Project for the New American Century
1150 17th St NW
Washington, DC 20037
George W. Bush
President of the United States
We write to
endorse your admirable commitment to "lead the world to victory"
in the war against terrorism. We fully support your call for "a
broad and sustained campaign" against the "terrorist organizations
and those who harbor and support them." We agree with Secretary
of State Powell that the United States must find and punish the
perpetrators of the horrific attack of September 11, and we must,
as he said, "go after terrorism wherever we find it in the
world" and "get it by its branch and root." We agree
with the Secretary of State that U.S. policy must aim not only at
finding the people responsible for this incident, but must also
target those "other groups out there that mean us no good"
and "that have conducted attacks previously against U.S. personnel,
U.S. interests and our allies."
In order to
carry out this "first war of the 21st century" successfully,
and in order, as you have said, to do future "generations a
favor by coming together and whipping terrorism," we believe
the following steps are necessary parts of a comprehensive strategy.
We agree that a key goal, but by no means the only goal, of the
current war on terrorism should be to capture or kill Osama bin
Laden, and to destroy his network of associates. To this end, we
support the necessary military action in Afghanistan and the provision
of substantial financial and military assistance to the anti-Taliban
forces in that country.
We agree with Secretary of State Powell's recent statement that
Saddam Hussein "is one of the leading terrorists on the face
of the Earth
." It may be that the Iraqi government provided
assistance in some form to the recent attack on the United States.
But even if evidence does not link Iraq directly to the attack,
any strategy aiming at the eradication of terrorism and its sponsors
must include a determined effort to remove Saddam Hussein from power
in Iraq. Failure to undertake such an effort will constitute an
early and perhaps decisive surrender in the war on international
terrorism. The United States must therefore provide full military
and financial support to the Iraqi opposition. American military
force should be used to provide a "safe zone" in Iraq
from which the opposition can operate. And American forces must
be prepared to back up our commitment to the Iraqi opposition by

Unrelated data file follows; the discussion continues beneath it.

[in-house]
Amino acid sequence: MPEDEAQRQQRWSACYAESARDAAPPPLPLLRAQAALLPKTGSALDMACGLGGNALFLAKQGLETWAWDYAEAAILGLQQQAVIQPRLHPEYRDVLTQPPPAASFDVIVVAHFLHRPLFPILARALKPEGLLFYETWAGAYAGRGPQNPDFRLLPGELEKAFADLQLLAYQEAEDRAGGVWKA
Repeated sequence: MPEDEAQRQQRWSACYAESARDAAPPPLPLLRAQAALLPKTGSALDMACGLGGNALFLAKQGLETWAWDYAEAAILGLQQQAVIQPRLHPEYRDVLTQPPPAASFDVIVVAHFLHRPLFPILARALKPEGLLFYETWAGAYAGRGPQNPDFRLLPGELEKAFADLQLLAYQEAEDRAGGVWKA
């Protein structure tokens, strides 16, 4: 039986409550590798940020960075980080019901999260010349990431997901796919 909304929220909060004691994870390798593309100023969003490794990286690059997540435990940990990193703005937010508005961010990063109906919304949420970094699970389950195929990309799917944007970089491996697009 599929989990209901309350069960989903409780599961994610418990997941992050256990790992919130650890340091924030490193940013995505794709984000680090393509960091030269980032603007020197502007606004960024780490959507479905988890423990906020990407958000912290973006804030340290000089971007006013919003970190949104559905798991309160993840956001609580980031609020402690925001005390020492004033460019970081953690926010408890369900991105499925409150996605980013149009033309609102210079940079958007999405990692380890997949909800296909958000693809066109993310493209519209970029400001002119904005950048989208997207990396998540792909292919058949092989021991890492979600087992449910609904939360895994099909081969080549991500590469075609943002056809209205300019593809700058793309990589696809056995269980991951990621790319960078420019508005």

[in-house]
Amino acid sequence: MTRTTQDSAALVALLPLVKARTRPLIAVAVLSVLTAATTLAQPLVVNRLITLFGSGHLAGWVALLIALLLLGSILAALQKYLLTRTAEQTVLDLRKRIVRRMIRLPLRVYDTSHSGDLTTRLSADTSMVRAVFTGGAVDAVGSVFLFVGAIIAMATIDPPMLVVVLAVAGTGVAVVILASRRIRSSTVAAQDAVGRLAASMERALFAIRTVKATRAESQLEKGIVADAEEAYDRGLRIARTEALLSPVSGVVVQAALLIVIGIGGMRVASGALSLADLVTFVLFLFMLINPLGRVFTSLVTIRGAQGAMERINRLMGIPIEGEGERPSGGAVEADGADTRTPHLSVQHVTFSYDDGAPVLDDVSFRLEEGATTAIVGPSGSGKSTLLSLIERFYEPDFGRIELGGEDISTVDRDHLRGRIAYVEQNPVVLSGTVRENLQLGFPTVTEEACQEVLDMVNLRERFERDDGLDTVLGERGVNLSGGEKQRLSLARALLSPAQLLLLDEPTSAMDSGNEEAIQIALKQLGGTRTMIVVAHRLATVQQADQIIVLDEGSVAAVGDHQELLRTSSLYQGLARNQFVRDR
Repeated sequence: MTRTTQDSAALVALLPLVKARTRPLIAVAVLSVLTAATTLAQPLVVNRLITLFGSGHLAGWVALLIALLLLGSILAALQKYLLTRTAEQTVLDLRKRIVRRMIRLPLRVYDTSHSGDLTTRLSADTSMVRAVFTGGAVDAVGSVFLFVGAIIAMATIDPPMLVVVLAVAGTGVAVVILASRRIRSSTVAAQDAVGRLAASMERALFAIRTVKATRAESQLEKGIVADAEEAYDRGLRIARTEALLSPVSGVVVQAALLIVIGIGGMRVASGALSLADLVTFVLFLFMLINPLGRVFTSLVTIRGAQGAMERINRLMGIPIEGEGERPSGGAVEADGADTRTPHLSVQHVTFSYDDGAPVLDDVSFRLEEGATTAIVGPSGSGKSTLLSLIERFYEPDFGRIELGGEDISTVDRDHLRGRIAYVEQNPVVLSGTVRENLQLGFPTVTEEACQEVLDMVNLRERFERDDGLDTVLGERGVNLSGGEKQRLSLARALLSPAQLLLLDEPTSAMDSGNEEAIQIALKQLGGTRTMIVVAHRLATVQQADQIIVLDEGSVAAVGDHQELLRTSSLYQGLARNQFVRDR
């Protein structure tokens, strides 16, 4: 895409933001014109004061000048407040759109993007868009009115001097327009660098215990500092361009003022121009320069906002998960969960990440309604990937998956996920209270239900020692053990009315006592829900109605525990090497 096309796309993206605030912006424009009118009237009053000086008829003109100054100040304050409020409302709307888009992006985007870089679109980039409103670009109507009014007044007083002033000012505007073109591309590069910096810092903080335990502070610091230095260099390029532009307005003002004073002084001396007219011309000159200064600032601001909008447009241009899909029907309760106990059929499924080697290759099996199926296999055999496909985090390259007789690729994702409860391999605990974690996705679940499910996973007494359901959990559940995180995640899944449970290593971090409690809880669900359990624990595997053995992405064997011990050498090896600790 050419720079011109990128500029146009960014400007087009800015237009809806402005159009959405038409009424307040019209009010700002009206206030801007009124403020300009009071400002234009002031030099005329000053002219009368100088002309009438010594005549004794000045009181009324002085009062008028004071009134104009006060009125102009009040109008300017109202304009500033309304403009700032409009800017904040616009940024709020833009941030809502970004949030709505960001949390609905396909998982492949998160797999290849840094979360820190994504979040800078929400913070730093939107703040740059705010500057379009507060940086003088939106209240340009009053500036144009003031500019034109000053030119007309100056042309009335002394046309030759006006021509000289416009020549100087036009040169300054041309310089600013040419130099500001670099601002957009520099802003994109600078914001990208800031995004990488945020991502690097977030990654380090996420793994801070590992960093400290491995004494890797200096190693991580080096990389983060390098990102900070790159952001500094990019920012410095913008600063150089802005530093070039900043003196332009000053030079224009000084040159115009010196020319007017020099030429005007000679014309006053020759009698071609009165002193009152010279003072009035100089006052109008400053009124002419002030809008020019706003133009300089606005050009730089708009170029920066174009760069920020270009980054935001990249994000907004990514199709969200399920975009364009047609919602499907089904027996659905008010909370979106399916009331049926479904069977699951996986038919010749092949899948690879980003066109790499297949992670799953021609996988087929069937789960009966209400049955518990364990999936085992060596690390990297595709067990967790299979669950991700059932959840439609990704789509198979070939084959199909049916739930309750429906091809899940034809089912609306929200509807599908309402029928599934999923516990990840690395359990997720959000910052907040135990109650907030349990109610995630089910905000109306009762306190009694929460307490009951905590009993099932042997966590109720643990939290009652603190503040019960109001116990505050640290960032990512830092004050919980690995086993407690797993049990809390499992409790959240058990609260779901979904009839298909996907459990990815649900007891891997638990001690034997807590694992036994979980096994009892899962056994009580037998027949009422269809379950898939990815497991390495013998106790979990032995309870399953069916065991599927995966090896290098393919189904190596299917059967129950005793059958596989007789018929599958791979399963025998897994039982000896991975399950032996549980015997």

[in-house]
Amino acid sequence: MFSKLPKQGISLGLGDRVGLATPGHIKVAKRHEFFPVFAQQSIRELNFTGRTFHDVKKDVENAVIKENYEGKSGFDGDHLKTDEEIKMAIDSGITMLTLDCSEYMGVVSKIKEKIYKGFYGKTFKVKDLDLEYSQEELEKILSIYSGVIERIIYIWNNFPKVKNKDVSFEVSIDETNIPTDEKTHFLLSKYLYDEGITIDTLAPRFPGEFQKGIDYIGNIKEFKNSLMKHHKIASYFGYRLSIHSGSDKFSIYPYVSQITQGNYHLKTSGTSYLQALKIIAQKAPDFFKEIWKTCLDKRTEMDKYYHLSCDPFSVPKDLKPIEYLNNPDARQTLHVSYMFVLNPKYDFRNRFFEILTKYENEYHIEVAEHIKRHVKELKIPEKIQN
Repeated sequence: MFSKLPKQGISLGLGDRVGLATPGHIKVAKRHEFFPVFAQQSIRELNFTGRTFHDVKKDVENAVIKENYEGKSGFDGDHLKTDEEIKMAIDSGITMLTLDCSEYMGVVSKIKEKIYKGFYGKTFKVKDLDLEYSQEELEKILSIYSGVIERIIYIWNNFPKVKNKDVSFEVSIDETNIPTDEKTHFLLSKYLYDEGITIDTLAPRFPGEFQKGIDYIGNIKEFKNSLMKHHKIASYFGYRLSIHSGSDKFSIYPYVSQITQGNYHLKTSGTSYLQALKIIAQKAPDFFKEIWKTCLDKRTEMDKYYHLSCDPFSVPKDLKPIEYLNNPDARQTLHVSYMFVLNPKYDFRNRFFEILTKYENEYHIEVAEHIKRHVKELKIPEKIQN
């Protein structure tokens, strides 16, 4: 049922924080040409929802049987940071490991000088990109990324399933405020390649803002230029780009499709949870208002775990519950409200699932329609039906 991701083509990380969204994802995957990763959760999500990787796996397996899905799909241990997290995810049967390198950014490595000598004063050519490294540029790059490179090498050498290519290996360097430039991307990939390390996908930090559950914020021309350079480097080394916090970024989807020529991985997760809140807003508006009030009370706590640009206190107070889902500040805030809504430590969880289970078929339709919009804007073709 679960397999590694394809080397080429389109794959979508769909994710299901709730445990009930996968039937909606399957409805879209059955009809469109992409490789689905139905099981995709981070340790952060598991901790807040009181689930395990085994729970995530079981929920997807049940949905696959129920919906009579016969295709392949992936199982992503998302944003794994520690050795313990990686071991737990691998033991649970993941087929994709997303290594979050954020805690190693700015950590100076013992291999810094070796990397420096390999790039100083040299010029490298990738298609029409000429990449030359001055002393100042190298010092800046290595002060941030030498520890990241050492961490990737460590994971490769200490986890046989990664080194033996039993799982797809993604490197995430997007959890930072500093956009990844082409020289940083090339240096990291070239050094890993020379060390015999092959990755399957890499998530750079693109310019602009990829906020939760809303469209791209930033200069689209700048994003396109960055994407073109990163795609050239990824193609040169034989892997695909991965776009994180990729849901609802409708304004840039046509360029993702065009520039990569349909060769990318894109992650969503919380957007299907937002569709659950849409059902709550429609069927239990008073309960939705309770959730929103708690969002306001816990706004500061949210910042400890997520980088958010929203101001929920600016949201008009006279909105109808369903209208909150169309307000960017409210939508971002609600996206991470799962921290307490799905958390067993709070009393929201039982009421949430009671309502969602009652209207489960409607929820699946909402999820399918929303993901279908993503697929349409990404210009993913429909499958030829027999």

all necessary means.
Hezbollah is one of the leading terrorist organizations in the world.
It is suspected of having been involved in the 1998 bombings of
the American embassies in Africa, and implicated in the bombing
of the U.S. Marine barracks in Beirut in 1983. Hezbollah clearly
falls in the category cited by Secretary Powell of groups "that
mean us no good" and "that have conducted attacks previously
against U.S. personnel, U.S. interests and our allies." Therefore,
any war against terrorism must target Hezbollah. We believe the
administration should demand that Iran and Syria immediately cease
all military, financial, and political support for Hezbollah and
its operations. Should Iran and Syria refuse to comply, the administration
should consider appropriate measures of retaliation against these
known state sponsors of terrorism.
and the Palestinian Authority
Israel has been and remains America's staunchest ally against international
terrorism, especially in the Middle East. The United States should
fully support our fellow democracy in its fight against terrorism.
We should insist that the Palestinian Authority put a stop to terrorism
emanating from territories under its control and imprison those
planning terrorist attacks against Israel. Until the Palestinian
Authority moves against terror, the United States should provide
it no further assistance.
A serious and victorious war on terrorism will require a large increase
in defense spending. Fighting this war may well require the United
States to engage a well-armed foe, and will also require that we
remain capable of defending our interests elsewhere in the world.
We urge that there be no hesitation in requesting whatever funds
for defense are needed to allow us to win this war.
There is, of
course, much more that will have to be done. Diplomatic efforts
will be required to enlist other nations' aid in this war on terrorism.
Economic and financial tools at our disposal will have to be used.
There are other actions of a military nature that may well be needed.
However, in our judgement the steps outlined above constitute the
minimum necessary if this war is to be fought effectively and brought
to a successful conclusion. Our purpose in writing is to assure
you of our support as you do what must be done to lead the nation
to victory in this fight.
William J. Bennett
Reuel Marc Gerecht
Bruce P. Jackson
Eli S. Jacobs
William Schneider, Jr.
Richard H. Shultz
Stephen J. Solarz